On 10 April 2018, China sent three Yaogan-31 spacecrafts and a microsatellite on a Long March 4C booster rocket. The uninformed surprise launch was performed at 00:25 a.m. EDT from the LC43 launch complex at the Jiuquan Satellite Launch Centre (JSLC) located in China’s Gansu Province. Details of the mission as well as the pre-launch preparations were discretely kept under the wraps by the country. Beijing didn’t even release any Notice to Airmen (NOTAM) informing that the launch was imminent. It is assumed that the flight lasted for approximately 15-20 minutes ending it spacecraft separation deploying the satellites into a low-Earth Orbit (LEO).
As per the tracking data published by the U.S. military, the three-stage, liquid-fueled rocket placed the four satellites in orbit around 1,100 km above the Earth with an inclination of 63.4 degrees to the equator.
The three Yaogan satellites namely, Yaogan-31 01A, 01B and 01C, each fitted with two deployable solar arrays were the primary payloads of the rocket and will be employed for electromagnetic surveys and other associated technology tests. However, the technical details of these spacecraft are unknown.
Contrary to the official statements released by Beijing, Western analysts suspect that the trio satellites of the Yaogan Weixing-31-01 mission are of military nature and assumedly employ either optical or synthetic aperture radar (SAR) sensors. It is suspected that this mission is similar to the Yaogan-9, 16, 17, 20 and 31 missions in which the satellites are in a formation similar to that of NOSS system, considered as the Jianbing-8 military series. The satellites are designed to locate and track foreign warships and to collect optical and radio electronic signatures of the maritime vessels which will be used with other information valuable to the Chinese maritime forces.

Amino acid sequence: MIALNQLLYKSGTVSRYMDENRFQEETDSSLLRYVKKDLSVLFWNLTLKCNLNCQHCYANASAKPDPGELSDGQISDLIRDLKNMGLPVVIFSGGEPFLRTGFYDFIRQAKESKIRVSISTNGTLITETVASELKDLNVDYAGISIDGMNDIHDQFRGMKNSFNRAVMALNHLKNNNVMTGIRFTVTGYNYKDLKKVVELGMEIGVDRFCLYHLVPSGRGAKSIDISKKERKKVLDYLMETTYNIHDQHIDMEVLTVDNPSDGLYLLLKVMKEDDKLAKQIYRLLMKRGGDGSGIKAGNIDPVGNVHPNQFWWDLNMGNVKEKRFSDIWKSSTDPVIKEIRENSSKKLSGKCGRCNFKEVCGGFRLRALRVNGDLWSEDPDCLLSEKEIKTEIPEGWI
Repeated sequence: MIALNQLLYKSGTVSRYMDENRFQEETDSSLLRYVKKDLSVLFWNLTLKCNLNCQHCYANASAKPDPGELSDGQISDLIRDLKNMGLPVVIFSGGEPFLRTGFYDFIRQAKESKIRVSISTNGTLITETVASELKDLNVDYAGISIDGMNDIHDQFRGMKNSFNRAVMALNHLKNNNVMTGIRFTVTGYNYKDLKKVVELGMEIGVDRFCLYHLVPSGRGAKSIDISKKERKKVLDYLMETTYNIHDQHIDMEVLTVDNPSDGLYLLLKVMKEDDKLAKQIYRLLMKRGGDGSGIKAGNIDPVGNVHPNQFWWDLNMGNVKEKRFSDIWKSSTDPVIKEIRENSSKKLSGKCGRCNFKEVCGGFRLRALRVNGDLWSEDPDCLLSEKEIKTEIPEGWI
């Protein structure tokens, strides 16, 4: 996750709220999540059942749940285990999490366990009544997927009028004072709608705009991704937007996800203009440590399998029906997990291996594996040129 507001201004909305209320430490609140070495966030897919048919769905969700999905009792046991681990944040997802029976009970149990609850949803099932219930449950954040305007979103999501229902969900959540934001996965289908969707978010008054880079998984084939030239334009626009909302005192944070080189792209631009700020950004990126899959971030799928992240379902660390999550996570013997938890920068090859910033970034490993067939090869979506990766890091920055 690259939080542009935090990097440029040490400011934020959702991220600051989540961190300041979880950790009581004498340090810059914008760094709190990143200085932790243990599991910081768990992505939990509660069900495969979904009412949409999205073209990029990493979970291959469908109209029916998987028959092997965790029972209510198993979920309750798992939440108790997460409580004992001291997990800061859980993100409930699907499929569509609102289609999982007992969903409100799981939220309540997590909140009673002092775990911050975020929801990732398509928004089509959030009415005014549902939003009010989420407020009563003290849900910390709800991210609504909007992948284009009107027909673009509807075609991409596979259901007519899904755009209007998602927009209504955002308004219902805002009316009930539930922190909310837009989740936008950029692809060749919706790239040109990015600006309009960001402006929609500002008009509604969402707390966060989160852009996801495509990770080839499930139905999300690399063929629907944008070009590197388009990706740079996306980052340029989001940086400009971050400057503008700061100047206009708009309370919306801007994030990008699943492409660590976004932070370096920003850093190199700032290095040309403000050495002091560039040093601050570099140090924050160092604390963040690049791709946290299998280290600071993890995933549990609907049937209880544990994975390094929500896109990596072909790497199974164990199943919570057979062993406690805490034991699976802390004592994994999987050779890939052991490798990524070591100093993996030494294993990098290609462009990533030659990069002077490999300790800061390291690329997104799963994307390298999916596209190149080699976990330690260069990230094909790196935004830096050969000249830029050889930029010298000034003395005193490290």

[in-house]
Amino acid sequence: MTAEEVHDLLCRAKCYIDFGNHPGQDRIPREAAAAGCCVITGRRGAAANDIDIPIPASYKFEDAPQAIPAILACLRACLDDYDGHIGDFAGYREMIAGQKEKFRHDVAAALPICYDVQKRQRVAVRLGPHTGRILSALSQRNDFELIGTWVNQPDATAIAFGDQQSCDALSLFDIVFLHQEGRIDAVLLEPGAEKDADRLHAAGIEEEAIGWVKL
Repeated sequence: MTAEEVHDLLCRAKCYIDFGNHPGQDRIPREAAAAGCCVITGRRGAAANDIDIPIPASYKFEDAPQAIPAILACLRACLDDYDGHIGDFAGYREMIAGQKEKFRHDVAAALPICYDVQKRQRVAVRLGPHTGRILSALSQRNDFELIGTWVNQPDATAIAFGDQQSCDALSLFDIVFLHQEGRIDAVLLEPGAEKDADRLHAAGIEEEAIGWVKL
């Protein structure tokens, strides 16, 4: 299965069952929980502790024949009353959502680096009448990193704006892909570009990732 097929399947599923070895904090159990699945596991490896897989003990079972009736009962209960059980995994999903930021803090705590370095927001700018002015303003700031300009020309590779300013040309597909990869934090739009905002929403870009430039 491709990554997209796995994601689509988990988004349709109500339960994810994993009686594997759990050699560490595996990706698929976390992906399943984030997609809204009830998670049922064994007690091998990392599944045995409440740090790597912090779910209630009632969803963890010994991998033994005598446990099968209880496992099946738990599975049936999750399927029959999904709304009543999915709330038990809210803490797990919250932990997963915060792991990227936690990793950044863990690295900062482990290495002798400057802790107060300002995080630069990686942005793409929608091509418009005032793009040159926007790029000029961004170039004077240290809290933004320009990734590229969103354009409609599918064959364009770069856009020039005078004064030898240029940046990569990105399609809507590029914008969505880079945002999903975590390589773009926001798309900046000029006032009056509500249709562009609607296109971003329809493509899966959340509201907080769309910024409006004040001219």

The National Institute of Advanced Studies located in Bangalore, India, in its report, suggest that the Yaogan satellites might be part of an anti-ship ballistic missile (ASBM) system that China is developing.
China had launched the first Yaogan satellite back in April 2006, followed by another three of the series launched on 25 January 2018 and the recent ones on 10 April.
Along with the three Yaogan spacecraft, a micro nanotechnology experiment satellite whose identity remains undisclosed was also launched.
It was the 271st orbital flight of the Long March rocket series overall and a record-breaking 11th mission for China this year till now. Beijing’s next launch is scheduled to take place on 21 April when it will deliver the Apstar 6C communications satellites aboard Long March 3B booster into space.